Paratroopers parading for a mass drop in early 1942

Parading by chalks at Ringway, early 1942

Trainee glider pilots undergoing tactical instruction

A trainee glider pilot receives instruction on the Hotspur glider

WAAF's packing parachutes

Winston Churchill inspects paratroopers at Ringway on the 26th April 1941

Trainee parachutists on an early morning run

Trainee parachutists on a run around Ringway

Trainees exercising with logs at the Airborne Forces Depot, Hardwick Hall

A propaganda image introducing Britain's paratroopers to the general public


Page 1, 2, 3, 4


Winston Churchill began the process that brought about the birth of the British Airborne movement when he issued his famous instruction to General Sir Hastings Ismay, his Chief of Staff in the War Cabinet Secretariat, on the 22nd June 1940:


"We ought to have a corps of at least 5,000 parachute troops, including a proportion of Australians, New Zealanders and Canadians, together with some trustworthy people from Norway and France. I see more difficulty in selecting and employing Danes, Dutch and Belgians. I hear something is being done already to form such a corps but only, I believe, on a very small scale. Advantage must be taken of the summer to train these forces, who can none the less play their part meanwhile as shock troops in home defence. Pray let me have a note from the War Office on the subject."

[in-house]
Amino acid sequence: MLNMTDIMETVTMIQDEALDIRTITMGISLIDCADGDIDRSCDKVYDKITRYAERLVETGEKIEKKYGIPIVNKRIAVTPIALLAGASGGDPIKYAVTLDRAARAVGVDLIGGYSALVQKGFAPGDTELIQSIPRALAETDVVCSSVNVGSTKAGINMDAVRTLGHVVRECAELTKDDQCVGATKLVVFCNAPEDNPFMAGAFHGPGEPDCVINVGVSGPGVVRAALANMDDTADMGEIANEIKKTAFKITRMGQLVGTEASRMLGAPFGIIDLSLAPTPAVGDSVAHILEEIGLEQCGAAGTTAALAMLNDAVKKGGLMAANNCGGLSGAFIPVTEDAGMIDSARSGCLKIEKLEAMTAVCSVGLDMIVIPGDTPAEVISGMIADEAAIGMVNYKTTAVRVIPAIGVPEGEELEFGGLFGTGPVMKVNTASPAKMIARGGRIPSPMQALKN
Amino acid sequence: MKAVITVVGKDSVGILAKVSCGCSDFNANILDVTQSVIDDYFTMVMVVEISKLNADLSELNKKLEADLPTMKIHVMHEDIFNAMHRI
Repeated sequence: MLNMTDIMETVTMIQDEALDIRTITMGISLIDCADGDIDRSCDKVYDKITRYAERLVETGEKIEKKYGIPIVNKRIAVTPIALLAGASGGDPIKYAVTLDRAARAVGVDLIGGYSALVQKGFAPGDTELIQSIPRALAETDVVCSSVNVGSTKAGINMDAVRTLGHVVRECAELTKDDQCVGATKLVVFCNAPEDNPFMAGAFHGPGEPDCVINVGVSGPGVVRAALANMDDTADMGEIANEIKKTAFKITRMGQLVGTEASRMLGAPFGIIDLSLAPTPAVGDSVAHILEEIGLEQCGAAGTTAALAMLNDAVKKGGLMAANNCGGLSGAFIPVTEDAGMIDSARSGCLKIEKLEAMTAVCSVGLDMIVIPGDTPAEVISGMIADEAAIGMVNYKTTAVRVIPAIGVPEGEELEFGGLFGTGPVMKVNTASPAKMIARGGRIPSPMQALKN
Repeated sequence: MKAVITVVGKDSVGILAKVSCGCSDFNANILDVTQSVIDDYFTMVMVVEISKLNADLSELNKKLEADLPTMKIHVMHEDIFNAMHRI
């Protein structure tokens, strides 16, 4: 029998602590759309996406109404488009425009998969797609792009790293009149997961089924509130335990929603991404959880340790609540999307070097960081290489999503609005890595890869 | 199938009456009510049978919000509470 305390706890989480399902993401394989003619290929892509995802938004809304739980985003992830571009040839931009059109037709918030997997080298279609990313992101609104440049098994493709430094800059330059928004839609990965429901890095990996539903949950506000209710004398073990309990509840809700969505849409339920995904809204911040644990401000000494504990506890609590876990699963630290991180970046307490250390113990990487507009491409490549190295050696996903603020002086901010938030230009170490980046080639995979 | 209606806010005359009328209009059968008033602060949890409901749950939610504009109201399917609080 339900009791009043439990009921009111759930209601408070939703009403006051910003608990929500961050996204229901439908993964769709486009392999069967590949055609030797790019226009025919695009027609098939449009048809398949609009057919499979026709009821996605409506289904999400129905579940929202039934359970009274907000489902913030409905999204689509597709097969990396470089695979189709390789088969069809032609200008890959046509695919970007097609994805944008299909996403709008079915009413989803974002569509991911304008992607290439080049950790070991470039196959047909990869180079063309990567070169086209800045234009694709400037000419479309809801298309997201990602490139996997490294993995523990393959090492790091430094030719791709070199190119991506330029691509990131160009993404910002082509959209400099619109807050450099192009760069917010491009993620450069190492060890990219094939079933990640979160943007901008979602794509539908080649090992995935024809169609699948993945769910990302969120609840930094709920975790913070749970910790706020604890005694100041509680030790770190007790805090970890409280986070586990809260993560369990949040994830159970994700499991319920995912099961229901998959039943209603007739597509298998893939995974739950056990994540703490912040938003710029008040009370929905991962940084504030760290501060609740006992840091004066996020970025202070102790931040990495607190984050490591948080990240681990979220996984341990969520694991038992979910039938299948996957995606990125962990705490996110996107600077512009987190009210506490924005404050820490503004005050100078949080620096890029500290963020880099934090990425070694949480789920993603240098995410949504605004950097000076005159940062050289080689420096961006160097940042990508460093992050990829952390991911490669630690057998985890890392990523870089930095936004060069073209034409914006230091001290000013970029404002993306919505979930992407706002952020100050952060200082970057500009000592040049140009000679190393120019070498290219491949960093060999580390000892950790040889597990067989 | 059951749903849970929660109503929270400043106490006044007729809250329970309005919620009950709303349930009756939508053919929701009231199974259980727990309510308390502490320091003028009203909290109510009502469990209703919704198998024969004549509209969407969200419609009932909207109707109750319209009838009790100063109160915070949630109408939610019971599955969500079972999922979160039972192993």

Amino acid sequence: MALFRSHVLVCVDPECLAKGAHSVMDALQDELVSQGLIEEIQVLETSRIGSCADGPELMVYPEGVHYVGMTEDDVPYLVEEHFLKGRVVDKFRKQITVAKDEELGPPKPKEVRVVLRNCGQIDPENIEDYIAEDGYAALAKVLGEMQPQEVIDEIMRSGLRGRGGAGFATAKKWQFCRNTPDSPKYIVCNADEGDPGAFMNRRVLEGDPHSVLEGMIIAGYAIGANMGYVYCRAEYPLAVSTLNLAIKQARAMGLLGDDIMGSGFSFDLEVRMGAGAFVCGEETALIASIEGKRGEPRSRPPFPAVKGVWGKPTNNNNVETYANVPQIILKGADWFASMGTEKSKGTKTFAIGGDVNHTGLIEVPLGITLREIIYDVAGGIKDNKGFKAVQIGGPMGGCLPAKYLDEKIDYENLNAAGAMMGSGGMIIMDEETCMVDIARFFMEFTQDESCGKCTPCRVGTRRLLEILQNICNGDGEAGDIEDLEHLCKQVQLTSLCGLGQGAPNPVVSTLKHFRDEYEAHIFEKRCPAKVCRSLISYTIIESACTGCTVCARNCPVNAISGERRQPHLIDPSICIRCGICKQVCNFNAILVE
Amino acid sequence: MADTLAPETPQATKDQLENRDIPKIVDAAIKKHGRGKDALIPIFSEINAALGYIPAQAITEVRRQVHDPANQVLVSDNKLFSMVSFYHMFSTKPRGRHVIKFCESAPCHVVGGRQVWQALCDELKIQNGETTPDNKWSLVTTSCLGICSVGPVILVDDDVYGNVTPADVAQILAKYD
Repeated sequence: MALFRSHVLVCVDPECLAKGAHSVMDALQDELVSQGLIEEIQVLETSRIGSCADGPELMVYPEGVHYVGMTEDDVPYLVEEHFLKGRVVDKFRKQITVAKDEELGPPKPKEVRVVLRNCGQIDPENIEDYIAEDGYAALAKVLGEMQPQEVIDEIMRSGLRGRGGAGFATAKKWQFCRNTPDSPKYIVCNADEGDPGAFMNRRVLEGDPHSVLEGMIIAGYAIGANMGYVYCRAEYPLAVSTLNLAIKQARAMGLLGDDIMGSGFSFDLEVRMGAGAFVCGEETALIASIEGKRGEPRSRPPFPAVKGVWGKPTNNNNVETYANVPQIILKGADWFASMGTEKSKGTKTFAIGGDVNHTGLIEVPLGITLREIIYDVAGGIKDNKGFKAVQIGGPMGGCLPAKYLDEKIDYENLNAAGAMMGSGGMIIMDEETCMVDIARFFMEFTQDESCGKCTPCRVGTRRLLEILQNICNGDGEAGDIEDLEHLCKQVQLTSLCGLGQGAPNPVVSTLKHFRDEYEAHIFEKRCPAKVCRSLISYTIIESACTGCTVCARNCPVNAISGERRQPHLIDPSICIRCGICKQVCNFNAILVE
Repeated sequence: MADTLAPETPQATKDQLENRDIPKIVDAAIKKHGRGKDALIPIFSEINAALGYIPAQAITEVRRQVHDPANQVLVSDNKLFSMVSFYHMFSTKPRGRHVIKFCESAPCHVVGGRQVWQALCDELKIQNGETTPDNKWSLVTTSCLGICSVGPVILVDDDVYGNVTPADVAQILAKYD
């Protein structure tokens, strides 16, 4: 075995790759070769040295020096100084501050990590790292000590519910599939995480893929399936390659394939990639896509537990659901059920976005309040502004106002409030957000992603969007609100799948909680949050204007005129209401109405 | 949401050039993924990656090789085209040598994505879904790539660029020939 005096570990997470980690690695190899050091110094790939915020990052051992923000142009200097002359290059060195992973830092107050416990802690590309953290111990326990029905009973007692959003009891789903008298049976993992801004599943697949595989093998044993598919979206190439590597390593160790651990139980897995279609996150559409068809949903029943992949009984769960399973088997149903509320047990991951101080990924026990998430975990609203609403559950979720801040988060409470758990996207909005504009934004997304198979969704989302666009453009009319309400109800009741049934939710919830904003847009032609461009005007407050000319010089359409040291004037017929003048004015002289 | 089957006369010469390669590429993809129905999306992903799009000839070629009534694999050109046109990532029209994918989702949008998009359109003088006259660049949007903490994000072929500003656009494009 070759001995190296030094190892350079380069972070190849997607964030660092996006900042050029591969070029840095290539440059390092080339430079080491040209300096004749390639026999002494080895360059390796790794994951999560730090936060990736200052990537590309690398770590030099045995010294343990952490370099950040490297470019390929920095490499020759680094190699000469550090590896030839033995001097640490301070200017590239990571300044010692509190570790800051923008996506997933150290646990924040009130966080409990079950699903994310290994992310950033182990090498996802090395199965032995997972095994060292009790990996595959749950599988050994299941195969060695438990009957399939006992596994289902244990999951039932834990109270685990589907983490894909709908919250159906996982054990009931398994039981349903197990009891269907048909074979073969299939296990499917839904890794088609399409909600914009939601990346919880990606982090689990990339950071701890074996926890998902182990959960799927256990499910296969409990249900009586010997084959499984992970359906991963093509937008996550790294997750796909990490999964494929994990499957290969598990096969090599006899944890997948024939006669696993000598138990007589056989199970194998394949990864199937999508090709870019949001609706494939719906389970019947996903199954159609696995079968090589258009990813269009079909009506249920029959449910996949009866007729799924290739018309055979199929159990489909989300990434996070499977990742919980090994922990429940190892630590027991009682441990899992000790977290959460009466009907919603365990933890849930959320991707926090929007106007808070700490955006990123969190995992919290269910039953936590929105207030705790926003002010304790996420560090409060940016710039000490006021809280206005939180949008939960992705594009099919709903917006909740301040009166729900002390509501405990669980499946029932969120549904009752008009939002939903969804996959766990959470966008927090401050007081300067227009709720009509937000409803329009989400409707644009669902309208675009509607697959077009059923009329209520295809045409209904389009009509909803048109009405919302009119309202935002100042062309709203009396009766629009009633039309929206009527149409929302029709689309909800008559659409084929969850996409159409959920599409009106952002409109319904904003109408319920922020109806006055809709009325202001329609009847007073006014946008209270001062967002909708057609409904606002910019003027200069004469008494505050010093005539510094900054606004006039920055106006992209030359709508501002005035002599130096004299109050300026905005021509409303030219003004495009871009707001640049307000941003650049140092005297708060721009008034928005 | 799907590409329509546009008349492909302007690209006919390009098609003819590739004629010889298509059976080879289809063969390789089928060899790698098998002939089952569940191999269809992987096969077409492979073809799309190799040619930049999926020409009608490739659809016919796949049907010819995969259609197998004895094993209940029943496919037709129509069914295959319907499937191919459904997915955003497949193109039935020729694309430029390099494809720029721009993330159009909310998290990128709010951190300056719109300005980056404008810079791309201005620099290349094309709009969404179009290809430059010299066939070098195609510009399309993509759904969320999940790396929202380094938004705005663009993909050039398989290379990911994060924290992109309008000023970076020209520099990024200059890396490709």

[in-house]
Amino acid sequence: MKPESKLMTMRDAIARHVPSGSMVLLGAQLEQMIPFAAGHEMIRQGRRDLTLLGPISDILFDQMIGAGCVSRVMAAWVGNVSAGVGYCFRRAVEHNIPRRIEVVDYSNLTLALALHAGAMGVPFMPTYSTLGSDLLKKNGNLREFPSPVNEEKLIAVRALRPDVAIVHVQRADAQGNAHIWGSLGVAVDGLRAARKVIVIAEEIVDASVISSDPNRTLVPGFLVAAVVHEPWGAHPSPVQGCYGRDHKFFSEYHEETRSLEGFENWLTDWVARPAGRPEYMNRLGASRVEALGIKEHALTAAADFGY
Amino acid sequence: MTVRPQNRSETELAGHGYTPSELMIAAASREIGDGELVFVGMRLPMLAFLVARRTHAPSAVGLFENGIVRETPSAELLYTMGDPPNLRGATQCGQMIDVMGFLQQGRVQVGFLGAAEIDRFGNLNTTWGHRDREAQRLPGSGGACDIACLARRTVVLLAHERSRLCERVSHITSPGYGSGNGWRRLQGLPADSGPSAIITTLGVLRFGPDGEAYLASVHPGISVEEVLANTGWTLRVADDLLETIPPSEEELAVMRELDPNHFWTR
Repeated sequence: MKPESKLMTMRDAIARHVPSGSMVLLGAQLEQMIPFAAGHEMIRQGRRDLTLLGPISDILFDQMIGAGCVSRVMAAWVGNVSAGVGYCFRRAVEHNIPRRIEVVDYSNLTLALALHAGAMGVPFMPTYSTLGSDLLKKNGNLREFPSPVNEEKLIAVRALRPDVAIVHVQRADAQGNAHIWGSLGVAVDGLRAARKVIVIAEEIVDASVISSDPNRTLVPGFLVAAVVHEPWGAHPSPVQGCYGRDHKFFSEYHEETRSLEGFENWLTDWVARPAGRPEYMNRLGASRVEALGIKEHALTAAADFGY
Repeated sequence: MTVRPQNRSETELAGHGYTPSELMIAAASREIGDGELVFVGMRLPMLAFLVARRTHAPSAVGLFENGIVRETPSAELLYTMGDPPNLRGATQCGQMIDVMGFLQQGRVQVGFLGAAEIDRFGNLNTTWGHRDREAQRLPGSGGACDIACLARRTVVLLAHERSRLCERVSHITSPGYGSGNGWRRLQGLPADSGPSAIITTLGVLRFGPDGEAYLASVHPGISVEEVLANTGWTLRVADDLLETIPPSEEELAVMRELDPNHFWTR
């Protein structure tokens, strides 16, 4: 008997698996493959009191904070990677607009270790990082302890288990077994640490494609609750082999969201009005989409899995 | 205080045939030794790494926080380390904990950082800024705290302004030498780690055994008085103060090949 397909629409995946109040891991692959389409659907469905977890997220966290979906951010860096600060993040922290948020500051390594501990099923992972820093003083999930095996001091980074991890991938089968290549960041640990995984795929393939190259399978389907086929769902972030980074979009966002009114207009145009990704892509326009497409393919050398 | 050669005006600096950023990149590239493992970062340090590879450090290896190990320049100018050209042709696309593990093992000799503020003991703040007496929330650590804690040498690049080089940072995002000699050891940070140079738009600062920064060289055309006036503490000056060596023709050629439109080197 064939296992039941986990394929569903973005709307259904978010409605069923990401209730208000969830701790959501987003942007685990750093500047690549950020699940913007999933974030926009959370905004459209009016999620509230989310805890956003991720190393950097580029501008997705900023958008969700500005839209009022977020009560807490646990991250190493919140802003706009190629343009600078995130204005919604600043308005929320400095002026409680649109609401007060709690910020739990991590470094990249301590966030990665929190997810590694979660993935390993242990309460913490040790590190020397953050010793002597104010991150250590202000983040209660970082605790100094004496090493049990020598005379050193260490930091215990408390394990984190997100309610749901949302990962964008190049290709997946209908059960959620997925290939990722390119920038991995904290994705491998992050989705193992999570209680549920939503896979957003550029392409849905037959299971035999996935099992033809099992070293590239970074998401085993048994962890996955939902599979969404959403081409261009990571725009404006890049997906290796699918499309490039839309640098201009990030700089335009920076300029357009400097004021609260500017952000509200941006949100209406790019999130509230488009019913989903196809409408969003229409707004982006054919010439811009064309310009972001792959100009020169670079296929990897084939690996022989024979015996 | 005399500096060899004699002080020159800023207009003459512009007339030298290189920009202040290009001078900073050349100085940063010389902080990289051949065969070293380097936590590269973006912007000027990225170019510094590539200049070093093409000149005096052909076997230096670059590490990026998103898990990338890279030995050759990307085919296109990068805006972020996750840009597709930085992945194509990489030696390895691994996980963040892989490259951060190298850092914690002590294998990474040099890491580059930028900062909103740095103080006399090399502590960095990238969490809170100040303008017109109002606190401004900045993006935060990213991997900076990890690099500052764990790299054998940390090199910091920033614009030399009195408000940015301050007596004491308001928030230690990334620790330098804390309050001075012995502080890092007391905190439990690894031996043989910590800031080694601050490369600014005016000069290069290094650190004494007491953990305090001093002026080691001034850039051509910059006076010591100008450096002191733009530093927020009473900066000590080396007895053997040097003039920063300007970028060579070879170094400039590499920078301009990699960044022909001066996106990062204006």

Two days later, Churchill's memorandum had been put into effect and the foundations were laid of what was to become the Army Air Corps. The 500 soldiers who formed its nucleus were the first paratroopers that the British Army had ever possessed. Yet they were far from being pioneers of the craft, other nations had been experimenting with this new method of warfare for some years.


The idea of using parachutes to drop soldiers into enemy territory was first suggested in 1918 during the final acts of the Great War, when Brigadier General Mitchell proposed dropping elements of the 1st US Infantry Division behind the German lines at Metz. Given the lack of development in parachute technology and the limited aircraft of the era, being few in number and possessing insufficient power to carry substantial loads, it is to be wondered how such an operation could ever have been practical. In the event, fortunately for those who would have been involved, the Armistice was declared before serious planning could begin.